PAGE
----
• The Helping Angels Lead Our Startups (HALOS) Act simplifies the process by which startup companies can publicly attract investors by allowing these startups to pitch their businesses in areas in which every person in attendance is not necessarily an accredited investor. In addition, the act clarifies the definition of an angel investor group. To be considered as an official angel investor group, an entity must be made of primarily accredited investors that want to invest personal capital into early-stage startup companies, must have a structured meeting and procedural outline, and must not be associated with any other investment advisers or brokers.

State and Local Policy

General Policy

  • State governments often match the federal SBIR grants given out to small businesses.[1]
  • The Certified Capital Company (CAPCO) program was first introduced in Louisiana in 1983 but has since been put into action in several other states such as Colorado, Florida, Missouri, New York, Texas and Wisconsin. This program was created to encourage venture capital funding at the state level. The CAPCO programs receive insurance tax credits from the state government which they proceed to sell to insurance companies for capital. The CAPCO programs then use this capital as venture capital firms to invest in start-up companies. Insurance companies receive tax credits and then capital at the end of the program to create an overall positive impact for the state's economic and entrepreneurial ecosystem.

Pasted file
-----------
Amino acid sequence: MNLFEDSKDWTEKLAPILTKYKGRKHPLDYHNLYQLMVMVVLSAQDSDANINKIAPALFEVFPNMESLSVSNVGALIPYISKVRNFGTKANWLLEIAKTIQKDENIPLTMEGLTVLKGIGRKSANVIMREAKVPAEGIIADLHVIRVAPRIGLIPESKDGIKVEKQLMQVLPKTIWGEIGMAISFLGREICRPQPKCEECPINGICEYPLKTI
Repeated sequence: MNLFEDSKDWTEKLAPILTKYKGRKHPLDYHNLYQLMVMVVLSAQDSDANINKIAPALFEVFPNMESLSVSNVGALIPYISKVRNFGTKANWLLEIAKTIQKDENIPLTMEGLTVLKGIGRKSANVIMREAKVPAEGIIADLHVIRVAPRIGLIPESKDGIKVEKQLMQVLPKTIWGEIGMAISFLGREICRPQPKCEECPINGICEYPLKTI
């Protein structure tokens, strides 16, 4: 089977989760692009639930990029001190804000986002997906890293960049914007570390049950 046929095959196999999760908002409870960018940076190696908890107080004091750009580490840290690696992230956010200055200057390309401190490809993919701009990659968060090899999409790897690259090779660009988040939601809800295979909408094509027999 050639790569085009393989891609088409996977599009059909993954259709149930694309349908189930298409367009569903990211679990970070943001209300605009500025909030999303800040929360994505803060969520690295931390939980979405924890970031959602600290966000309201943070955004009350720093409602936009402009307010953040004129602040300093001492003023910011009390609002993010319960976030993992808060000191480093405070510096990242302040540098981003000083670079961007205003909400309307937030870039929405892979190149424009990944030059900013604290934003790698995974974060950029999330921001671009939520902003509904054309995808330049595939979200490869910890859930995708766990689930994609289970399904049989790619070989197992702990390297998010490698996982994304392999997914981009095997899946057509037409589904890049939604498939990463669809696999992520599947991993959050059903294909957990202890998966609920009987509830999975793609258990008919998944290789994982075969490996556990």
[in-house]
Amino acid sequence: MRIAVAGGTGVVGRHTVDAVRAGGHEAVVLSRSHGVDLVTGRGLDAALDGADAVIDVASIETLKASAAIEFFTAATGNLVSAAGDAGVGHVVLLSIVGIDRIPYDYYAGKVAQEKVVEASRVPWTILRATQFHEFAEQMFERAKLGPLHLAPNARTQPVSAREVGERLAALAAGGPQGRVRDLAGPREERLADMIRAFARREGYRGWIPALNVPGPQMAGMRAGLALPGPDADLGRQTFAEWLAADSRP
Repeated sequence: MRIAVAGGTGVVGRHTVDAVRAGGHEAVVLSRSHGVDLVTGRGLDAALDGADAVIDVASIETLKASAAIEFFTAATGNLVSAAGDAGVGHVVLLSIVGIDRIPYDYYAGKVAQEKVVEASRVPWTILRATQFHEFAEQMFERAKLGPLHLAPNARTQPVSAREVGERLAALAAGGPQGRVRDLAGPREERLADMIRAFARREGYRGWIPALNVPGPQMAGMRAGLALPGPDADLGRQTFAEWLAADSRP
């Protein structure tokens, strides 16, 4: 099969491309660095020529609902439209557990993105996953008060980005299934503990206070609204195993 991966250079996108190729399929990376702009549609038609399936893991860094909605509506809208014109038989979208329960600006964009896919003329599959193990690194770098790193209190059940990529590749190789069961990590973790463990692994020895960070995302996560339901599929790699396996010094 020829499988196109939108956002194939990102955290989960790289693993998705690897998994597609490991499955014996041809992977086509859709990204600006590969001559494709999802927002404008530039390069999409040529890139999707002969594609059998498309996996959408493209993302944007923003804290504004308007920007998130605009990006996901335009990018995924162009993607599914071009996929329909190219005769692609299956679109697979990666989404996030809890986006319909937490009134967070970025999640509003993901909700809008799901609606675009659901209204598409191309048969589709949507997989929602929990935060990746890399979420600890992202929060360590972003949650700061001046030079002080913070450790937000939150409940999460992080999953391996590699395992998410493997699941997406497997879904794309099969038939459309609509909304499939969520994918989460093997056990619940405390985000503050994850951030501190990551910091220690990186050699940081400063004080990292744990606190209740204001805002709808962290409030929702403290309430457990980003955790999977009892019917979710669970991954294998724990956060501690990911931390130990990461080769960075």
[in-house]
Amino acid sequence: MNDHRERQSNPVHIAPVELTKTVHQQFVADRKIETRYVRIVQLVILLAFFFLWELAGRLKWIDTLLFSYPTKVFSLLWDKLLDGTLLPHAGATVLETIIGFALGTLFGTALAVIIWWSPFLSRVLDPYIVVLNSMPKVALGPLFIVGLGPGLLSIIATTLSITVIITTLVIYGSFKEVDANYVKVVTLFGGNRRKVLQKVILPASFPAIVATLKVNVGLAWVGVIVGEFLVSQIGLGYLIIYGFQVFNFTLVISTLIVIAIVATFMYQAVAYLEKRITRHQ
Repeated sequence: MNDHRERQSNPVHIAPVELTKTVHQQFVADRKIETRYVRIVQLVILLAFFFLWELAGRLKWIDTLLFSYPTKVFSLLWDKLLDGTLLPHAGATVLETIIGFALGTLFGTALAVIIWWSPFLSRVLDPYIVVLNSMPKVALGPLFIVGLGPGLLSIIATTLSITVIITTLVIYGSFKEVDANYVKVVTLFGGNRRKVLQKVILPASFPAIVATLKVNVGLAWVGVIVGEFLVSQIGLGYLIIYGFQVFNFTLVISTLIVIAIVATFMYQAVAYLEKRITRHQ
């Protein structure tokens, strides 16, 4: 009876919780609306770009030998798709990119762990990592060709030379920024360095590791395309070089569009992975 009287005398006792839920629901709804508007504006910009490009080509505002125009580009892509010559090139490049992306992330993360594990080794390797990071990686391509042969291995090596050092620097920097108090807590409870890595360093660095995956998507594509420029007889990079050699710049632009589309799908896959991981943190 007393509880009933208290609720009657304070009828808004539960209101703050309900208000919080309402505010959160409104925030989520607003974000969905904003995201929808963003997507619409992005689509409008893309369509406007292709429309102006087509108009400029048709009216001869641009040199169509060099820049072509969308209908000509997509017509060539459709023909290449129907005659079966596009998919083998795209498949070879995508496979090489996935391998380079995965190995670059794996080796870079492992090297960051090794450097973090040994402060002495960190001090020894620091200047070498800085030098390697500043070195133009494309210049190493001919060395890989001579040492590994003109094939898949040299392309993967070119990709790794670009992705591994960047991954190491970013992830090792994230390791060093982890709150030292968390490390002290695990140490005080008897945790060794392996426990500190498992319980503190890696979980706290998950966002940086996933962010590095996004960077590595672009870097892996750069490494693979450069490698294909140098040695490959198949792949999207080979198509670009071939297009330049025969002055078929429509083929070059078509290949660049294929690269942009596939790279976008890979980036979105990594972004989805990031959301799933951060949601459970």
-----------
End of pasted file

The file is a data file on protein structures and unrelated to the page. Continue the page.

• The Fund of Funds program was first introduced in Oklahoma in the mid 1990s before spreading to several other mid-western states like Arkansas, Ohio, Michigan, and Iowa as well as in Utah. This program has the state put funds into venture capital and private equity funds that are committed to both investing in qualified companies as well as in working with small businesses in the state. This fund is financed through methods such a bond markets investments and third-party lenders. Though risks are lessened through the avoidance of directs stock investments, the downfall often involved with these programs lies in the fact that the investment money is given through state tax credits; therefore, if investments fail, taxpayers are victimized.
  • Public venture funds are given to several small businesses to promote entrepreneurship and financially back small businesses.[1]
  • State and local governments often create a link between new businesses and research universities in the area.
  • Tax incentives for investing in startup companies in specific areas of research have been created by several states. Over 20 states have created policies to award tax credits for angel investors. Some other states tax credits for firms investing in specific qualified startup companies.

Specific State Policy

  • Florida - The Florida Growth Fund was formed in 2009 to increase innovative development and growth in Florida. Experienced investment professionals manage the $750 million fund through either committing to an investment partnership with private equity funds or co-investing directly into companies alongside another fund manager.